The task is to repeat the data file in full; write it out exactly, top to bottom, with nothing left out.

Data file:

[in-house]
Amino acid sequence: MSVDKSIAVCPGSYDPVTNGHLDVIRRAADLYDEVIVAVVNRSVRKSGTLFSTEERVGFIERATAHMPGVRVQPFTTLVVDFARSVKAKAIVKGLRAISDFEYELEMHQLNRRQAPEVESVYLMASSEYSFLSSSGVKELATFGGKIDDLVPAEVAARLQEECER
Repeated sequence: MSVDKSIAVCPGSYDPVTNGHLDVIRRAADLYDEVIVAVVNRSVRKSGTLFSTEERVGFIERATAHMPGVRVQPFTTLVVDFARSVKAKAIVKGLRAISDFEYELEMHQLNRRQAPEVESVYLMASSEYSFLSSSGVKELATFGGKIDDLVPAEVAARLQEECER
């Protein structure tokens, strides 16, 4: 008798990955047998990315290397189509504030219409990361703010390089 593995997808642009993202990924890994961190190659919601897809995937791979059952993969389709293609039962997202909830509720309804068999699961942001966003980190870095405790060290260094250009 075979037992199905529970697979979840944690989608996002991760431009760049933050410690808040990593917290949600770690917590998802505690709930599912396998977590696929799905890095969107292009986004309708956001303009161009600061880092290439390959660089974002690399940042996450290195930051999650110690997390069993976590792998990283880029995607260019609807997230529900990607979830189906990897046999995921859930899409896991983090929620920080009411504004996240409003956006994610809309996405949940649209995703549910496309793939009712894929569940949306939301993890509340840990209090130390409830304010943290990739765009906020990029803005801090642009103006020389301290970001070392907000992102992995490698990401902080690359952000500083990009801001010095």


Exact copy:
[in-house]
Amino acid sequence: MSVDKSIAVCPGSYDPVTNGHLDVIRRAADLYDEVIVAVVNRSVRKSGTLFSTEERVGFIERATAHMPGVRVQPFTTLVVDFARSVKAKAIVKGLRAISDFEYELEMHQLNRRQAPEVESVYLMASSEYSFLSSSGVKELATFGGKIDDLVPAEVAARLQEECER
Repeated sequence: MSVDKSIAVCPGSYDPVTNGHLDVIRRAADLYDEVIVAVVNRSVRKSGTLFSTEERVGFIERATAHMPGVRVQPFTTLVVDFARSVKAKAIVKGLRAISDFEYELEMHQLNRRQAPEVESVYLMASSEYSFLSSSGVKELATFGGKIDDLVPAEVAARLQEECER
């Protein structure tokens, strides 16, 4: 008798990955047998990315290397189509504030219409990361703010390089 593995997808642009993202990924890994961190190659919601897809995937791979059952993969389709293609039962997202909830509720309804068999699961942001966003980190870095405790060290260094250009 075979037992199905529970697979979840944690989608996002991760431009760049933050410690808040990593917290949600770690917590998802505690709930599912396998977590696929799905890095969107292009986004309708956001303009161009600061880092290439390959660089974002690399940042996450290195930051999650110690997390069993976590792998990283880029995607260019609807997230529900990607979830189906990897046999995921859930899409896991983090929620920080009411504004996240409003956006994610809309996405949940649209995703549910496309793939009712894929569940949306939301993890509340840990209090130390409830304010943290990739765009906020990029803005801090642009103006020389301290970001070392907000992102992995490698990401902080690359952000500083990009801001010095």